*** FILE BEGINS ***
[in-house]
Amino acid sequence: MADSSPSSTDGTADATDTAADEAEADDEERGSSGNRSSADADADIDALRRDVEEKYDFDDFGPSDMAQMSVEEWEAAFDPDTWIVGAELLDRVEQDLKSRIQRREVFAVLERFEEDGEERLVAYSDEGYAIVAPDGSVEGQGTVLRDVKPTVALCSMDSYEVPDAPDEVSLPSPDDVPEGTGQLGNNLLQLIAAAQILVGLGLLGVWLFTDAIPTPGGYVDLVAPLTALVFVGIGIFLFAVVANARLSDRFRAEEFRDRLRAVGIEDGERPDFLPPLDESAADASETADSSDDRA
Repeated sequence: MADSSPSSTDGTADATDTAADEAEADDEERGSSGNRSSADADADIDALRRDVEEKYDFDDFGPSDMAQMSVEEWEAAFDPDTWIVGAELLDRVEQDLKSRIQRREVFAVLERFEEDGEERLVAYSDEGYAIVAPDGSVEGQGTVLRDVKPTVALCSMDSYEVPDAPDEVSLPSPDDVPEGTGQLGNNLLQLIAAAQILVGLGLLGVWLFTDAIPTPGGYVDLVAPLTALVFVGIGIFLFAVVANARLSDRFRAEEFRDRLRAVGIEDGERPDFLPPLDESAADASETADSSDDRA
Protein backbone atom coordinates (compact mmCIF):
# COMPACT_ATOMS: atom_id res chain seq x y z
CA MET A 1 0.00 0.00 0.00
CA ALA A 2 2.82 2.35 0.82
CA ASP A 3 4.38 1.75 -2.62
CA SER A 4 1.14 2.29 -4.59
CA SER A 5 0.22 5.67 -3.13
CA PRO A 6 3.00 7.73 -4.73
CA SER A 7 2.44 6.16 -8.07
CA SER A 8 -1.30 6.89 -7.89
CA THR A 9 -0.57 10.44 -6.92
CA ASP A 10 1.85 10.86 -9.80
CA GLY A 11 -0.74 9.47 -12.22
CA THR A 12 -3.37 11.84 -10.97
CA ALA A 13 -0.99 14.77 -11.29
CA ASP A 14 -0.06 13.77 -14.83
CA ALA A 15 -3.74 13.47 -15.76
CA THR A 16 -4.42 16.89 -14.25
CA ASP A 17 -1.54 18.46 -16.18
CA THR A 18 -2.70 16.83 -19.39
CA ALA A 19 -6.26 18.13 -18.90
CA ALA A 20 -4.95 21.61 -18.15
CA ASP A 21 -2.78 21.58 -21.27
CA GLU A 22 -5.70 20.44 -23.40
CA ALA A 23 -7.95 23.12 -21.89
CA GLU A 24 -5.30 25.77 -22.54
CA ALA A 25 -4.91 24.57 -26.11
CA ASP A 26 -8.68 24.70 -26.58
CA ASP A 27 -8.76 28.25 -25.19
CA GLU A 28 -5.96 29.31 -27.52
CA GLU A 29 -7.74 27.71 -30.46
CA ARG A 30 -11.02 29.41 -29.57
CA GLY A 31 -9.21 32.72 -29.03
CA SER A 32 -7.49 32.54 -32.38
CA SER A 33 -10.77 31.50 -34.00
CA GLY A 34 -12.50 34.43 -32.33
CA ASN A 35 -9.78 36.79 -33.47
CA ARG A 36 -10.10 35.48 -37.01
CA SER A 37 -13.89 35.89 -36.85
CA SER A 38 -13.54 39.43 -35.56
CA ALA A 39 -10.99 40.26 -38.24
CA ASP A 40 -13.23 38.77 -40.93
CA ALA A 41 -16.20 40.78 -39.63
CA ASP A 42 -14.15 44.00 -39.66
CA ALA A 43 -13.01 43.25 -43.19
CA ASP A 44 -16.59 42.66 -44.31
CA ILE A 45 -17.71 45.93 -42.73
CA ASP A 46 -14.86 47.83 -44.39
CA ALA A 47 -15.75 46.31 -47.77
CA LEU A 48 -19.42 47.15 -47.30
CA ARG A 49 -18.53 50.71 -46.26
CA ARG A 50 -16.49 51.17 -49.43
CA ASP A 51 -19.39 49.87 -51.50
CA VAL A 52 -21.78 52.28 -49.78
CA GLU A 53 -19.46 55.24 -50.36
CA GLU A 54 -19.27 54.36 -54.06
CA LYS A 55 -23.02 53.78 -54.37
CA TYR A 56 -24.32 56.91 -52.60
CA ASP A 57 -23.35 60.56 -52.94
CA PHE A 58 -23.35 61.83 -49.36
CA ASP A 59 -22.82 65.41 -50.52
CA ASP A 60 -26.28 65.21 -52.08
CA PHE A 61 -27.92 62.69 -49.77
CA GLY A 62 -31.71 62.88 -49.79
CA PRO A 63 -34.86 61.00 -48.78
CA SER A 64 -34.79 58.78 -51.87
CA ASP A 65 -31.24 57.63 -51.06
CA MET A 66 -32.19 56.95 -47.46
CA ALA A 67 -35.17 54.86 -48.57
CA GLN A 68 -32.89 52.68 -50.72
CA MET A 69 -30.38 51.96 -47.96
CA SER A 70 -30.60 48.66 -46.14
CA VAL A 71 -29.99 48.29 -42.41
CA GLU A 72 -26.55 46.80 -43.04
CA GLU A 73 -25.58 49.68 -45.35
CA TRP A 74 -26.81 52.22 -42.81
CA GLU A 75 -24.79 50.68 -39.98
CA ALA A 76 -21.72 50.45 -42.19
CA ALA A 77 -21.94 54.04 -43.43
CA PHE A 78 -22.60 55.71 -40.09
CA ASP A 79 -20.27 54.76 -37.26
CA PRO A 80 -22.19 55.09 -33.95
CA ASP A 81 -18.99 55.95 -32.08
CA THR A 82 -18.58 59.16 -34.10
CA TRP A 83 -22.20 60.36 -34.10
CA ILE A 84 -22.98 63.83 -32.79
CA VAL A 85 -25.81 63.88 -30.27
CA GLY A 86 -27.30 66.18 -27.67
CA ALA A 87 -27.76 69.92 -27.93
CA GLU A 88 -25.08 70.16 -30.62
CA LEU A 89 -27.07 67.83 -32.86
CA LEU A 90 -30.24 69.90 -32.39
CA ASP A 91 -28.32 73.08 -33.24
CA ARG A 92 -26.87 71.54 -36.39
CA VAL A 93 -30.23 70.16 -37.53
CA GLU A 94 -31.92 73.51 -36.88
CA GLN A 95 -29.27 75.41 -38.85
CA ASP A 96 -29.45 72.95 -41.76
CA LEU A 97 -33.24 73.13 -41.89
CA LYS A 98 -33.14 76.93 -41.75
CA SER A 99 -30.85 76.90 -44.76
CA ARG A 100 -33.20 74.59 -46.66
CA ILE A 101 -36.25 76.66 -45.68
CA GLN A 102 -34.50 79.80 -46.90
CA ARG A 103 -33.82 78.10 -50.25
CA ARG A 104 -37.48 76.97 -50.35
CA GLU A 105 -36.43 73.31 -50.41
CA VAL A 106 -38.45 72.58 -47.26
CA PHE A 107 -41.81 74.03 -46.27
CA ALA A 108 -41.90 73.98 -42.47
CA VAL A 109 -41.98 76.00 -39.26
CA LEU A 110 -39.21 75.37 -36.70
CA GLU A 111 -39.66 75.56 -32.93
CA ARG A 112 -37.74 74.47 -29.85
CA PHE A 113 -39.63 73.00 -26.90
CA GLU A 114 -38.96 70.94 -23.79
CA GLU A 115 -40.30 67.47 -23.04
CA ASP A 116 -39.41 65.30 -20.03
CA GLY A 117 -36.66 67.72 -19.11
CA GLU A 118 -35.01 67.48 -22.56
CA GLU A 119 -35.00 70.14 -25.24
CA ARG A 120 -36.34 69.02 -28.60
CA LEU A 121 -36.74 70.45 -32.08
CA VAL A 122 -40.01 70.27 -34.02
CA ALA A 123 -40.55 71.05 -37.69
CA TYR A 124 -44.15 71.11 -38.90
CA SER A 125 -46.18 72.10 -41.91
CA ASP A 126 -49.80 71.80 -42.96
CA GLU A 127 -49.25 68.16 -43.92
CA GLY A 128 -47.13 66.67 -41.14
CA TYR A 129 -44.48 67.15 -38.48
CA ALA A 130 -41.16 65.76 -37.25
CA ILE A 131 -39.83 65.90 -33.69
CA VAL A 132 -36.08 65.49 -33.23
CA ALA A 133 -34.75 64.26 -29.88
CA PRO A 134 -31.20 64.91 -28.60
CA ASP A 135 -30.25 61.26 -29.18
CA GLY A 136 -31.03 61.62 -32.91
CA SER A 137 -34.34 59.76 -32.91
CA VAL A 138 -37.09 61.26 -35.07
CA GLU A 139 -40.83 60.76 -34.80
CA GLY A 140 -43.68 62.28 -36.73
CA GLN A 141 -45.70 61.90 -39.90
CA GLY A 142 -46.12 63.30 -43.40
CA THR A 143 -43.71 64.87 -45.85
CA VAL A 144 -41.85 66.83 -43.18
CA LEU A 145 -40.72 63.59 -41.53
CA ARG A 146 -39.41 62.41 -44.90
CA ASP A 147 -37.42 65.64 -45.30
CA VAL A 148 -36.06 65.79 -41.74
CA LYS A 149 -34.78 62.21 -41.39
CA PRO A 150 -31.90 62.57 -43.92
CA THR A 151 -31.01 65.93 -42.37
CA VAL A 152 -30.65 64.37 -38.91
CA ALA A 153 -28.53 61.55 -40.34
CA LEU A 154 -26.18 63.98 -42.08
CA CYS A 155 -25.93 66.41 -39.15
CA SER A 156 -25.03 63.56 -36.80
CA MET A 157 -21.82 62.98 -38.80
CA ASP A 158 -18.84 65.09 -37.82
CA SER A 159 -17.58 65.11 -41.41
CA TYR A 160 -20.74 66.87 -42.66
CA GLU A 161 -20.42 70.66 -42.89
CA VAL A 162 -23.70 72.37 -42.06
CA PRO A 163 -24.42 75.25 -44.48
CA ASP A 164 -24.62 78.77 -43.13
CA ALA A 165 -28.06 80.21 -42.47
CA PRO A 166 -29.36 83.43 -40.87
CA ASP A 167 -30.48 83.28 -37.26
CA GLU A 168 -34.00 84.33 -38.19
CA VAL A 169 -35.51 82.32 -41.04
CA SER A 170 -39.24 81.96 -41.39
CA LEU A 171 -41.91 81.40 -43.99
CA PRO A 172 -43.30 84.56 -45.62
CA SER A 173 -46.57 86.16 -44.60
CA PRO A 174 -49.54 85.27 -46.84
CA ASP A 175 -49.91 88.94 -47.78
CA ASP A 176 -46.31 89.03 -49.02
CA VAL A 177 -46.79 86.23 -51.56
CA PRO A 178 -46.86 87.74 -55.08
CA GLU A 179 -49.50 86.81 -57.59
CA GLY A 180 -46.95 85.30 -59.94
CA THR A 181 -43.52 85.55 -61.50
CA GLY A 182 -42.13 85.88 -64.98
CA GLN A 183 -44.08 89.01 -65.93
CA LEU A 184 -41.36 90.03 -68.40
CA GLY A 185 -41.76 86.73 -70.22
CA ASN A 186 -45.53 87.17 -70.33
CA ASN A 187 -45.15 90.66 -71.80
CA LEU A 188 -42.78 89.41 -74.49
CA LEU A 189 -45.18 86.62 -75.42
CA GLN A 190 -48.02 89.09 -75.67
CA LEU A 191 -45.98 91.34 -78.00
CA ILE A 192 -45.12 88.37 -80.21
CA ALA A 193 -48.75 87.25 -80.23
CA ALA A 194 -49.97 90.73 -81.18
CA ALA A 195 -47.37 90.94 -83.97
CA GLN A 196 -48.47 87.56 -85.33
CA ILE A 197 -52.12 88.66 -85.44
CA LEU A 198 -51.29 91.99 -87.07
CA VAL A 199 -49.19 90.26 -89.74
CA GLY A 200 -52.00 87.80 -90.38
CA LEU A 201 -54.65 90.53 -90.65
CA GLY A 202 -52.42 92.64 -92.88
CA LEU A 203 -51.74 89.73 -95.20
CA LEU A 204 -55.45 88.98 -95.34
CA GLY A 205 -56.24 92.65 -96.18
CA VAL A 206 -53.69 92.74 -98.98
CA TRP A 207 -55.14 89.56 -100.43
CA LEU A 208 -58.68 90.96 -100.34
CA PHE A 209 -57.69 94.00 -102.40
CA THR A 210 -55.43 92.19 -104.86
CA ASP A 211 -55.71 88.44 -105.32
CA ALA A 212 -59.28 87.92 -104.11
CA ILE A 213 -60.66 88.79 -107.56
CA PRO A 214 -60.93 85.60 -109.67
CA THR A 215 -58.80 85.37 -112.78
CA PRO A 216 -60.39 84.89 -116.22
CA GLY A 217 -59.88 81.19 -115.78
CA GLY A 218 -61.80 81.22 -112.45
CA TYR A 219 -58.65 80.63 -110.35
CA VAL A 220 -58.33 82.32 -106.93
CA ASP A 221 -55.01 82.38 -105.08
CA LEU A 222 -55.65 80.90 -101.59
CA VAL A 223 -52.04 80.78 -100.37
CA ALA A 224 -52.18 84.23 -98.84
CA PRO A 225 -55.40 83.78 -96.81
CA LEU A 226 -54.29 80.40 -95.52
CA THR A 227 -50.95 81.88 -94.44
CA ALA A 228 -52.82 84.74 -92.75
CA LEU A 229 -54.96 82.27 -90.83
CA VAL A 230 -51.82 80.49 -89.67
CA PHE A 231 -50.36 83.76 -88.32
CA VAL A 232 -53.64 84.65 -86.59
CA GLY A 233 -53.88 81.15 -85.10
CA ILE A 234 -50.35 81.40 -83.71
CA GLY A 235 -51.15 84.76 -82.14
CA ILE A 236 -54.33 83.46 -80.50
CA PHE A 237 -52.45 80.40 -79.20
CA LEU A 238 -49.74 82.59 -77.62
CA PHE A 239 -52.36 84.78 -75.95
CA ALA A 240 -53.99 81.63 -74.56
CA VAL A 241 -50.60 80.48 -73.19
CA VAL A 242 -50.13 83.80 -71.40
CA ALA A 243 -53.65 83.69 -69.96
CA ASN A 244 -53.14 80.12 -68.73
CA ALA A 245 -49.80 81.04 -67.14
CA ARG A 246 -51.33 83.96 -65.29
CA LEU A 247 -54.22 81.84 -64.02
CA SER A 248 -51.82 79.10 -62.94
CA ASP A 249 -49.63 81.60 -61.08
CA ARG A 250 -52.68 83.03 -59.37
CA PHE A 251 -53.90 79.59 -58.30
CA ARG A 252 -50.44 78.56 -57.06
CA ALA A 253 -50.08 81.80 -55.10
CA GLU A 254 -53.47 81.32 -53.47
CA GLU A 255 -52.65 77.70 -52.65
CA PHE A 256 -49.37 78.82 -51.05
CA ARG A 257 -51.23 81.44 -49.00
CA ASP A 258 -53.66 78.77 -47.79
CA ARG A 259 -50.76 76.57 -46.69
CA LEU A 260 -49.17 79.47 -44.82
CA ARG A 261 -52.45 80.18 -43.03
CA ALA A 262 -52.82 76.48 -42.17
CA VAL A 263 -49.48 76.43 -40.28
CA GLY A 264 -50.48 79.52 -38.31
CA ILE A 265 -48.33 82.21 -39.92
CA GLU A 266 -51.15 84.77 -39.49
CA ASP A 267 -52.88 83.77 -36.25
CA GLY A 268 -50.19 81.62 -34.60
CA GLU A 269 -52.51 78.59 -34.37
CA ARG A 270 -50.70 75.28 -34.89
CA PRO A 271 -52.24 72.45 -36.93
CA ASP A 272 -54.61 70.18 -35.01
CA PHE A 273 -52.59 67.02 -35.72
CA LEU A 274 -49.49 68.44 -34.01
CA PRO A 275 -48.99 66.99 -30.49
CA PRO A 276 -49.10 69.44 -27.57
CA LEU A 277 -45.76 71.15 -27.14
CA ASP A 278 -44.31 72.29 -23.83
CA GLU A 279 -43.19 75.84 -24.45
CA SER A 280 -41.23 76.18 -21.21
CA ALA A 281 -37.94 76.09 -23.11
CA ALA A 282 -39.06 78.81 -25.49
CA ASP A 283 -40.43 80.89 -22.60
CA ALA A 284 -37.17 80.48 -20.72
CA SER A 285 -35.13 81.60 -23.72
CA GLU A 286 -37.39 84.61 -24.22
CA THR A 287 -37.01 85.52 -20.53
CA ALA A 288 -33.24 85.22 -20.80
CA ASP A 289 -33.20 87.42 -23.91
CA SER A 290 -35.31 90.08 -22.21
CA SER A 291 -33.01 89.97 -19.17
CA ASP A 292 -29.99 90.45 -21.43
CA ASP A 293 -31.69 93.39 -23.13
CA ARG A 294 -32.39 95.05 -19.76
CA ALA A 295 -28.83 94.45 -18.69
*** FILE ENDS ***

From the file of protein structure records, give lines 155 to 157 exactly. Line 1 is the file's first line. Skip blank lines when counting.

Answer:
CA PRO A 150 -31.90 62.57 -43.92
CA THR A 151 -31.01 65.93 -42.37
CA VAL A 152 -30.65 64.37 -38.91